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South Korea Announces Regulation Requiring Crypto Exchanges Partnering with Banks

South Korea Announces Regulation Requiring Crypto Exchanges Partnering with Banks

South Korea has been making regulatory policies geared toward sanitizing its tech and financial sectors. In a new rule targeting the crypto industry, the financial regulator has mandated more than 60 cryptocurrency exchanges in South Korea to notify customers of a partial or full suspension of trading by Friday midnight.

This is to allow the exchanges to embrace a new regulation that will come into effect in a week’s time.

Under the new regulation, exchanges must register with the Financial Intelligence Unit by Sept. 24, providing a security certificate from the internet security agency. They must also partner with banks to ensure real-name accounts or cease operation.

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Reuters reported that exchanges that have not registered must shut down services after Sept. 24, while those that have registered but failed to secure partnerships with banks will be prohibited from trading in won.

“Should some or all services need to be closed, (exchanges) should notify customers of the expected closing date and procedures to withdraw money by at least seven days before the closure,” the Financial Services Commission said earlier this week. It said this should be completed no later than Sept. 17.

The new regulation means many of the South Korean exchanges will cease to exist as they are caught between registering with the Financial Intelligence Unit and securing bank partnership.

Nearly 40 exchanges are set to suspend all services while there is other 28 who have security certificates but are yet to secure bank partnerships. Only four out among the exchanges – Upbit, Bithumb, Coinone and Korbit – have registered and secured partnerships and so will be allowed to make won settlements.

The choice to remain in operation rests on avoiding won trading, so some small exchanges like ProBit, Cashierest and Flybit are opting to stick to digital coins trading until they secure partnerships with banks.

Meanwhile in the U.S., investigations into Binance Holdings Ltd. have expanded, with authorities now examining possible insider trading and market manipulation, Bloomberg reports citing sources.

The latest probe of the world’s largest crypto exchange shows the heightening interest in its activities around the world. As part of the inquiry, U.S. officials have been looking into whether Binance or its staff profited by taking advantage of its customers, said people with knowledge of the matter who asked not to be identified because the probe is confidential. The review involves Commodity Futures Trading Commission (CFTC) investigators, who in recent weeks have been reaching out to potential witnesses, one of the people said.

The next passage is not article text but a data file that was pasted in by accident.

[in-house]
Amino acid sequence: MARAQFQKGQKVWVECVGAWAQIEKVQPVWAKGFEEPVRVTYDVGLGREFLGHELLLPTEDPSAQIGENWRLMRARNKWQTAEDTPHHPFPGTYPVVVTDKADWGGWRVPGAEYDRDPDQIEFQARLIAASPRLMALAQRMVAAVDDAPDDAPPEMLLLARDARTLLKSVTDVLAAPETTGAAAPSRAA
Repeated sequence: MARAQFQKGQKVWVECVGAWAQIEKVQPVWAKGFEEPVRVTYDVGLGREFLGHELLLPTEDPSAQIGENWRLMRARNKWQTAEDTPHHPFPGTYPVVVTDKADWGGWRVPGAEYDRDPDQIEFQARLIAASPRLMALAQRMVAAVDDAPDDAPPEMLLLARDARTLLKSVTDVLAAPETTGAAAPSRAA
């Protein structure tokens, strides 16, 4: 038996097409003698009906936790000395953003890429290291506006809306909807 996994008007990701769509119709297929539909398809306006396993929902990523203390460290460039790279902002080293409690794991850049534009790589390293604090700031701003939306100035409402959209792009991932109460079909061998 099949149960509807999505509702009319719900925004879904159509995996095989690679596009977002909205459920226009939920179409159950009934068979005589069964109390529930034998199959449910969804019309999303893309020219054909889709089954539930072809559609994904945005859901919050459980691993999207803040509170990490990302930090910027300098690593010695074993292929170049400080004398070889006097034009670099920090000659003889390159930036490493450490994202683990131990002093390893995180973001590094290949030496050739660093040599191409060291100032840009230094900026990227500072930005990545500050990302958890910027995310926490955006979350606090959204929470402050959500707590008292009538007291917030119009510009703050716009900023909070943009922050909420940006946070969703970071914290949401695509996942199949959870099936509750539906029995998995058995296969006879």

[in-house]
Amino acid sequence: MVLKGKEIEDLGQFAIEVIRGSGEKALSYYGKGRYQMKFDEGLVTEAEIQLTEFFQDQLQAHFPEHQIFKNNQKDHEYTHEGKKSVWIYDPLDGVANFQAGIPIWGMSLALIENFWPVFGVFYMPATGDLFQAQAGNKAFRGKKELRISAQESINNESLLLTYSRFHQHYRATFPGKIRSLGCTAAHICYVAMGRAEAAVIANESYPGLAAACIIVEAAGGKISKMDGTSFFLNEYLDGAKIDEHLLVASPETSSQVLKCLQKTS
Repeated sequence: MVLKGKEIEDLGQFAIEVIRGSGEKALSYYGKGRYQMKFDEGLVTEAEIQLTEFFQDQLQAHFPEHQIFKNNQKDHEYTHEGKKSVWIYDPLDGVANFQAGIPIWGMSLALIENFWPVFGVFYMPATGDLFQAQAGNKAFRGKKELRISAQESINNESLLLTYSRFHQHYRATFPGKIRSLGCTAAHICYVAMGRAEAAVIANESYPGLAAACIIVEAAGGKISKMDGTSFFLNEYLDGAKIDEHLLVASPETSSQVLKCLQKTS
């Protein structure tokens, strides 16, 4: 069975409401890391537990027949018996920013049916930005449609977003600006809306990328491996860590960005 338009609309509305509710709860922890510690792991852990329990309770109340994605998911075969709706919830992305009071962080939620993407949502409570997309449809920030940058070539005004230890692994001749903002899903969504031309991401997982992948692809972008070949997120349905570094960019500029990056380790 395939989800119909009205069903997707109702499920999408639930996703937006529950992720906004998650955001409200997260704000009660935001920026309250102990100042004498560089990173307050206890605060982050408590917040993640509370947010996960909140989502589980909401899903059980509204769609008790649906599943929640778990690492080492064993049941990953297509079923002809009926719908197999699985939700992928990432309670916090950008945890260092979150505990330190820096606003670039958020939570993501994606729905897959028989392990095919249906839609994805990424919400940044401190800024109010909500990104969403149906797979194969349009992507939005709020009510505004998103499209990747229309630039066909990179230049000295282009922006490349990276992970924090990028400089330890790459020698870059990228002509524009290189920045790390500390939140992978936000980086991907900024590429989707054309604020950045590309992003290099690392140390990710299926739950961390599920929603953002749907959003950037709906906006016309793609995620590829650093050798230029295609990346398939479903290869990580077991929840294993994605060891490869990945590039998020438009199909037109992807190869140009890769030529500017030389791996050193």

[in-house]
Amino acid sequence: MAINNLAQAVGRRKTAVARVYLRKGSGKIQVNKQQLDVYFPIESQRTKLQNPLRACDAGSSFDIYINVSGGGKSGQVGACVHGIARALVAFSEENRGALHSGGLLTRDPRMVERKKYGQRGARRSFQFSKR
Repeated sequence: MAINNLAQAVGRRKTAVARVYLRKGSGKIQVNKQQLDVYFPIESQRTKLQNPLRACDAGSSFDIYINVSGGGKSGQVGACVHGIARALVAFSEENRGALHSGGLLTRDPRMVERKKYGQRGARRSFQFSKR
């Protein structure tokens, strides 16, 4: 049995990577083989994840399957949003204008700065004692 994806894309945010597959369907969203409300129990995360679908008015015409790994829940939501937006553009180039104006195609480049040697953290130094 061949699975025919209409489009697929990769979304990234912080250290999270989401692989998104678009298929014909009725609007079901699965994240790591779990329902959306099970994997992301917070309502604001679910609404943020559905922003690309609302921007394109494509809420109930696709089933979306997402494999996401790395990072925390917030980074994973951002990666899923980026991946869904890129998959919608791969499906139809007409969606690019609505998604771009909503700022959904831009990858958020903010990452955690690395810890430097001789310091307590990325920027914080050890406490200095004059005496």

The question is whether Binance is in a way, abusing its access to the multibillion dollar customers’ fund. Binance runs a massive trading operation where everyday clients buy and sell digital tokens worth tens of billions of dollars outside the oversight of government watchdogs. That gives the exchange a view into millions of transactions, and U.S. authorities are questioning whether the firm exploited that access, including by trading on customer orders before executing them, the report say.

But in response to the development, a Binance spokesperson said in a statement that the firm has a “zero-tolerance” policy for insider trading and a “strict ethical code” to prevent any misconduct that could hurt its customers or the crypto industry. Binance’s security team has long-standing guidelines for investigating wrongdoing and holding workers accountable, with termination being the minimal repercussion, the spokesperson added.

The report said Binance hasn’t been accused of wrongdoing and the investigations may not lead to any official action. The CFTC and the Justice Department have been examining the firm for months and it could be some time before the agencies decide whether to pursue enforcement actions.

The CFTC was already probing whether Binance let U.S. residents buy and sell derivatives linked to Bitcoin and other virtual tokens, and the regulator is continuing to seek information as part of that line of inquiry.

The watchdog, which routinely shares its findings with other federal agencies, has sought internal Binance data and communications that could indicate the firm may have tried to sign up U.S. customers, one of the people said. Binance isn’t registered with U.S. authorities, meaning it’s supposed to bar Americans from trading derivatives, which the CFTC regulates.

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